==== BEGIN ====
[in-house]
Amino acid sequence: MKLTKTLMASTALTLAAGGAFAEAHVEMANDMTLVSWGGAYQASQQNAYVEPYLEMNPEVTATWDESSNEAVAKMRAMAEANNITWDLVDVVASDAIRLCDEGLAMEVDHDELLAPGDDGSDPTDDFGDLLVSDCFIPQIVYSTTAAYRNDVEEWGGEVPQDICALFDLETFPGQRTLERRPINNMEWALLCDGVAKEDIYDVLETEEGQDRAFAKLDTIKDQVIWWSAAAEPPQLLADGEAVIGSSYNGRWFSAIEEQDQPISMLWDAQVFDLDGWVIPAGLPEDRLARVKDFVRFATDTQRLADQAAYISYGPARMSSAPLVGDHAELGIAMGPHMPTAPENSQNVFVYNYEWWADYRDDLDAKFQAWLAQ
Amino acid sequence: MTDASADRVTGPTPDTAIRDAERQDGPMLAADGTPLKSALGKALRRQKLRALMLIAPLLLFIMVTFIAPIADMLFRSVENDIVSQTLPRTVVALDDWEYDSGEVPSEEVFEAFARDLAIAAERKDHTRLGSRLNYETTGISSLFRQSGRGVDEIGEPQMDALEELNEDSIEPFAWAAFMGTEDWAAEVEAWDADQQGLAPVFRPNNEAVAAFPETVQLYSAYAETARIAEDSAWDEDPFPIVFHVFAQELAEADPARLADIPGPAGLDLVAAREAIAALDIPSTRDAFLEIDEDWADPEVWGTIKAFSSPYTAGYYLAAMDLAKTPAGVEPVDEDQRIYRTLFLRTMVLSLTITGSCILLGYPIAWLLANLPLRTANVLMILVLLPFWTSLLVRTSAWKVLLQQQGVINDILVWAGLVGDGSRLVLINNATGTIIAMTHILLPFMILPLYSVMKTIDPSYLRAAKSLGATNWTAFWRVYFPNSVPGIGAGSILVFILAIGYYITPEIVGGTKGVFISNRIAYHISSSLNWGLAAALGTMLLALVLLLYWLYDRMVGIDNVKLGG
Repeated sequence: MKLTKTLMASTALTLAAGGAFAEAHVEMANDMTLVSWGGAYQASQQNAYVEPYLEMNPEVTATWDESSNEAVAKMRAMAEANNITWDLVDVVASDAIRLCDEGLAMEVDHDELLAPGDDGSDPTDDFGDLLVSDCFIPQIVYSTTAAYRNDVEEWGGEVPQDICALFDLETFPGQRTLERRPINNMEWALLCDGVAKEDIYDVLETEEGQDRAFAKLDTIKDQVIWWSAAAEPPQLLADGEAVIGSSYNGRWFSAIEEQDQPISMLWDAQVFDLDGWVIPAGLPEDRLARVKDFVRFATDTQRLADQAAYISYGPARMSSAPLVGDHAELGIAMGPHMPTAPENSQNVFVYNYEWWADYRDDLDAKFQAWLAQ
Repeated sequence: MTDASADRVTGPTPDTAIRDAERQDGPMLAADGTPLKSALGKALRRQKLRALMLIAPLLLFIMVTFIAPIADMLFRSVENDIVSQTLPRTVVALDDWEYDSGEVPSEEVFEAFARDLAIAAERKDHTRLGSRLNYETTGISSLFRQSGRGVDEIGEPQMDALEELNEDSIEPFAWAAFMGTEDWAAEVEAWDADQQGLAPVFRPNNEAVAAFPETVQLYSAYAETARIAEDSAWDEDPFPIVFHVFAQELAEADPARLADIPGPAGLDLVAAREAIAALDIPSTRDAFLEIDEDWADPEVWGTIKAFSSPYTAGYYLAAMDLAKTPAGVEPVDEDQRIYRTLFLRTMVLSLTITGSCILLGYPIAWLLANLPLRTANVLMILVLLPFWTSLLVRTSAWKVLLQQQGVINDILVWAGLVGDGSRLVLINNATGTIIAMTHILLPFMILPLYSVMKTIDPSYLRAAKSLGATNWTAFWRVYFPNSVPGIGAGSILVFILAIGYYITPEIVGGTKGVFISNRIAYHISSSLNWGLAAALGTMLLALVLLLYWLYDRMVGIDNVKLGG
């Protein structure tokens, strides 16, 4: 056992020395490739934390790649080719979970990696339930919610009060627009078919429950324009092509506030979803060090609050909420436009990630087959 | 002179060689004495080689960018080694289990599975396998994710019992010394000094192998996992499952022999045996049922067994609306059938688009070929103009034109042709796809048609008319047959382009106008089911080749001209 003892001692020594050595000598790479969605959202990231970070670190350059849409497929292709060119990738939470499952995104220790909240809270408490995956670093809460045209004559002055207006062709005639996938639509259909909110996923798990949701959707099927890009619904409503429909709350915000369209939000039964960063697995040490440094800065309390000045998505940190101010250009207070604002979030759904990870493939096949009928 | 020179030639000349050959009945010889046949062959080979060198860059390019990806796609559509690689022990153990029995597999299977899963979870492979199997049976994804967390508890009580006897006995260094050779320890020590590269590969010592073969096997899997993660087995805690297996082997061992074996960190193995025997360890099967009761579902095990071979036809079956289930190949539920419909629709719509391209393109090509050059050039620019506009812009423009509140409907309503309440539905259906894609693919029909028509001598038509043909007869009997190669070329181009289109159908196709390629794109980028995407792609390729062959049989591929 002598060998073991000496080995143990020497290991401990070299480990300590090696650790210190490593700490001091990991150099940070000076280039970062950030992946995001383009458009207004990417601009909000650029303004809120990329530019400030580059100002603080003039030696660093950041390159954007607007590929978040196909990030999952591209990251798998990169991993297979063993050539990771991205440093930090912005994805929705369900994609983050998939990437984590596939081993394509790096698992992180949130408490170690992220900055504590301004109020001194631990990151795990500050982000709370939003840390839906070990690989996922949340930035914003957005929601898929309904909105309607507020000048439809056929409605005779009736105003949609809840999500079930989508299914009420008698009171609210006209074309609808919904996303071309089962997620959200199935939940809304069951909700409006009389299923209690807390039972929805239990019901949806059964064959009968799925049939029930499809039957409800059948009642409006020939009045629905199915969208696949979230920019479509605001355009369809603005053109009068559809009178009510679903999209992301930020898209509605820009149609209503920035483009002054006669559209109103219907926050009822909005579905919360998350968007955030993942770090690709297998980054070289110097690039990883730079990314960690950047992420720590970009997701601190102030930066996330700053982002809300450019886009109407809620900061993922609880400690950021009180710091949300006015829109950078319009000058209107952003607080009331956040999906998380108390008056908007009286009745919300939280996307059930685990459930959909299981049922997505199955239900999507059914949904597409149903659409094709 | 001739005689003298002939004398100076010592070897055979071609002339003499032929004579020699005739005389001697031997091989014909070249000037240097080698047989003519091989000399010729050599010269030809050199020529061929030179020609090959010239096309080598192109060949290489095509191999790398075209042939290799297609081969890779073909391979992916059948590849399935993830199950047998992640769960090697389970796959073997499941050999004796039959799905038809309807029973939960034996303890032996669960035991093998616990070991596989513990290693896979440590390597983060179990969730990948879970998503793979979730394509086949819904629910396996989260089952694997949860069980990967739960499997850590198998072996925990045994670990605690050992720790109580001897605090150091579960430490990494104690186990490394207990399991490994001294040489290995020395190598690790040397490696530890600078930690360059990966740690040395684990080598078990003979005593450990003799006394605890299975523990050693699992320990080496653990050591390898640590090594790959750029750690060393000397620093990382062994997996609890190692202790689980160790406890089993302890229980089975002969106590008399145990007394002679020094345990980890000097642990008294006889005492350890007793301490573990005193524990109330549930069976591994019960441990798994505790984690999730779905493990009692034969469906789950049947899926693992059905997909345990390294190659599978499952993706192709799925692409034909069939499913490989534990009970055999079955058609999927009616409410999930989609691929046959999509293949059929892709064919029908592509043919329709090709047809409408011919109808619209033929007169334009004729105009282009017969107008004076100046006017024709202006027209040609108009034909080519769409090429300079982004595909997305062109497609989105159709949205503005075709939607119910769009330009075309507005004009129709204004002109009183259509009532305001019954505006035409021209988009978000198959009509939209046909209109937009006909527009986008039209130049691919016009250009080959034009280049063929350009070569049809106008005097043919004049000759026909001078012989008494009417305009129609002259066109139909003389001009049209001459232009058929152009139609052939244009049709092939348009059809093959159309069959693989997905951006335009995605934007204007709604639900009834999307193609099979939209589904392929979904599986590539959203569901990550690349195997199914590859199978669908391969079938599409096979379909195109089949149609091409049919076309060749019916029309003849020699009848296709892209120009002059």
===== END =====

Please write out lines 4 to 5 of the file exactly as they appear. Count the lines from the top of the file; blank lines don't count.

Repeated sequence: MKLTKTLMASTALTLAAGGAFAEAHVEMANDMTLVSWGGAYQASQQNAYVEPYLEMNPEVTATWDESSNEAVAKMRAMAEANNITWDLVDVVASDAIRLCDEGLAMEVDHDELLAPGDDGSDPTDDFGDLLVSDCFIPQIVYSTTAAYRNDVEEWGGEVPQDICALFDLETFPGQRTLERRPINNMEWALLCDGVAKEDIYDVLETEEGQDRAFAKLDTIKDQVIWWSAAAEPPQLLADGEAVIGSSYNGRWFSAIEEQDQPISMLWDAQVFDLDGWVIPAGLPEDRLARVKDFVRFATDTQRLADQAAYISYGPARMSSAPLVGDHAELGIAMGPHMPTAPENSQNVFVYNYEWWADYRDDLDAKFQAWLAQ
Repeated sequence: MTDASADRVTGPTPDTAIRDAERQDGPMLAADGTPLKSALGKALRRQKLRALMLIAPLLLFIMVTFIAPIADMLFRSVENDIVSQTLPRTVVALDDWEYDSGEVPSEEVFEAFARDLAIAAERKDHTRLGSRLNYETTGISSLFRQSGRGVDEIGEPQMDALEELNEDSIEPFAWAAFMGTEDWAAEVEAWDADQQGLAPVFRPNNEAVAAFPETVQLYSAYAETARIAEDSAWDEDPFPIVFHVFAQELAEADPARLADIPGPAGLDLVAAREAIAALDIPSTRDAFLEIDEDWADPEVWGTIKAFSSPYTAGYYLAAMDLAKTPAGVEPVDEDQRIYRTLFLRTMVLSLTITGSCILLGYPIAWLLANLPLRTANVLMILVLLPFWTSLLVRTSAWKVLLQQQGVINDILVWAGLVGDGSRLVLINNATGTIIAMTHILLPFMILPLYSVMKTIDPSYLRAAKSLGATNWTAFWRVYFPNSVPGIGAGSILVFILAIGYYITPEIVGGTKGVFISNRIAYHISSSLNWGLAAALGTMLLALVLLLYWLYDRMVGIDNVKLGG